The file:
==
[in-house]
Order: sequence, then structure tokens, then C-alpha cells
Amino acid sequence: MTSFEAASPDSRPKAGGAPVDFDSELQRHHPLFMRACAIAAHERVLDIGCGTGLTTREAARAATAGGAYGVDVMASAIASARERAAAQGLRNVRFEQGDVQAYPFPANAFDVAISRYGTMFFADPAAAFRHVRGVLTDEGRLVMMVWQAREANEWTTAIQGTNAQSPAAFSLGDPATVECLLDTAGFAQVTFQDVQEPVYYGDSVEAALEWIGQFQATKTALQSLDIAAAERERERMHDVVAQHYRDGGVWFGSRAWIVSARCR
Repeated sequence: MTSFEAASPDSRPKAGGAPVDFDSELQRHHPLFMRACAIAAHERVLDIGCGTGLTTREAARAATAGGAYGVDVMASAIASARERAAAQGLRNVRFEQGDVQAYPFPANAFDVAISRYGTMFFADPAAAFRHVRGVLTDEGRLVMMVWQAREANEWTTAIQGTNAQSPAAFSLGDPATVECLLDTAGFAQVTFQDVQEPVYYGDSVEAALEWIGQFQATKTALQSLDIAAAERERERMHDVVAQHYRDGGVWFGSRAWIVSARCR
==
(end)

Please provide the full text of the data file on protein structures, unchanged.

[in-house]
Order: sequence, then structure tokens, then C-alpha cells
Amino acid sequence: MTSFEAASPDSRPKAGGAPVDFDSELQRHHPLFMRACAIAAHERVLDIGCGTGLTTREAARAATAGGAYGVDVMASAIASARERAAAQGLRNVRFEQGDVQAYPFPANAFDVAISRYGTMFFADPAAAFRHVRGVLTDEGRLVMMVWQAREANEWTTAIQGTNAQSPAAFSLGDPATVECLLDTAGFAQVTFQDVQEPVYYGDSVEAALEWIGQFQATKTALQSLDIAAAERERERMHDVVAQHYRDGGVWFGSRAWIVSARCR
Repeated sequence: MTSFEAASPDSRPKAGGAPVDFDSELQRHHPLFMRACAIAAHERVLDIGCGTGLTTREAARAATAGGAYGVDVMASAIASARERAAAQGLRNVRFEQGDVQAYPFPANAFDVAISRYGTMFFADPAAAFRHVRGVLTDEGRLVMMVWQAREANEWTTAIQGTNAQSPAAFSLGDPATVECLLDTAGFAQVTFQDVQEPVYYGDSVEAALEWIGQFQATKTALQSLDIAAAERERERMHDVVAQHYRDGGVWFGSRAWIVSARCR